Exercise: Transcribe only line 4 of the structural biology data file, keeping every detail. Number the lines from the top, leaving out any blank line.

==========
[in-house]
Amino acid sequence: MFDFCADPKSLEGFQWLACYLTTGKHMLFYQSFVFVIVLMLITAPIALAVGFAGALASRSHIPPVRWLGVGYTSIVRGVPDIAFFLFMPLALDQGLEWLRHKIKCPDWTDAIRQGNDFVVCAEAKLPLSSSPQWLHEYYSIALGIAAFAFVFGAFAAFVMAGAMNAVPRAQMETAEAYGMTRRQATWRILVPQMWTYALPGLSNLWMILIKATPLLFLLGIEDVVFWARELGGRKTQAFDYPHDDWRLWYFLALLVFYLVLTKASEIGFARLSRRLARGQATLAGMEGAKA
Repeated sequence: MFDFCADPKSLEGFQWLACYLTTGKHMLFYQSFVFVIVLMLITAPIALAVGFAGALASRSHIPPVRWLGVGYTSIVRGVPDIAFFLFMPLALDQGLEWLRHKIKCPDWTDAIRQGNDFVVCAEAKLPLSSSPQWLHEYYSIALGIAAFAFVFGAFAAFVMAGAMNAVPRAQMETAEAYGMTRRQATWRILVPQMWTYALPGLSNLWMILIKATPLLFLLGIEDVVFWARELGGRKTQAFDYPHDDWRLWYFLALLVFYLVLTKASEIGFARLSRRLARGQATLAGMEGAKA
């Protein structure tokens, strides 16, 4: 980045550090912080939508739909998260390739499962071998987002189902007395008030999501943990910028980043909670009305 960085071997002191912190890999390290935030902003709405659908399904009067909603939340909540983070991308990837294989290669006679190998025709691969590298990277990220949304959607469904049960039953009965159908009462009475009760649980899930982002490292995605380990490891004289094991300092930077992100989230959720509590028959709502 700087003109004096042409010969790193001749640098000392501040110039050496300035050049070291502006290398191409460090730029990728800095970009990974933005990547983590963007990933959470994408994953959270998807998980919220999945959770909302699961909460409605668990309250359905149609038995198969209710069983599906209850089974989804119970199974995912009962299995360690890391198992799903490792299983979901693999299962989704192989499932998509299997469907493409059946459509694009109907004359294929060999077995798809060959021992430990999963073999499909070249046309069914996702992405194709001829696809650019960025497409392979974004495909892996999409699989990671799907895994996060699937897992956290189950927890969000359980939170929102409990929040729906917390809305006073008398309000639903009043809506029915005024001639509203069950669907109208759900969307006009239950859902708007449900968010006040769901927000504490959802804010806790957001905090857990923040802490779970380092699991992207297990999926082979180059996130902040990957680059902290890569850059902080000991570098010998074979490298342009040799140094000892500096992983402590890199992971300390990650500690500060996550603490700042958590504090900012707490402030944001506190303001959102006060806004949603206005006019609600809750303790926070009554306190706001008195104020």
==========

């Protein structure tokens, strides 16, 4: 980045550090912080939508739909998260390739499962071998987002189902007395008030999501943990910028980043909670009305 960085071997002191912190890999390290935030902003709405659908399904009067909603939340909540983070991308990837294989290669006679190998025709691969590298990277990220949304959607469904049960039953009965159908009462009475009760649980899930982002490292995605380990490891004289094991300092930077992100989230959720509590028959709502 700087003109004096042409010969790193001749640098000392501040110039050496300035050049070291502006290398191409460090730029990728800095970009990974933005990547983590963007990933959470994408994953959270998807998980919220999945959770909302699961909460409605668990309250359905149609038995198969209710069983599906209850089974989804119970199974995912009962299995360690890391198992799903490792299983979901693999299962989704192989499932998509299997469907493409059946459509694009109907004359294929060999077995798809060959021992430990999963073999499909070249046309069914996702992405194709001829696809650019960025497409392979974004495909892996999409699989990671799907895994996060699937897992956290189950927890969000359980939170929102409990929040729906917390809305006073008398309000639903009043809506029915005024001639509203069950669907109208759900969307006009239950859902708007449900968010006040769901927000504490959802804010806790957001905090857990923040802490779970380092699991992207297990999926082979180059996130902040990957680059902290890569850059902080000991570098010998074979490298342009040799140094000892500096992983402590890199992971300390990650500690500060996550603490700042958590504090900012707490402030944001506190303001959102006060806004949603206005006019609600809750303790926070009554306190706001008195104020």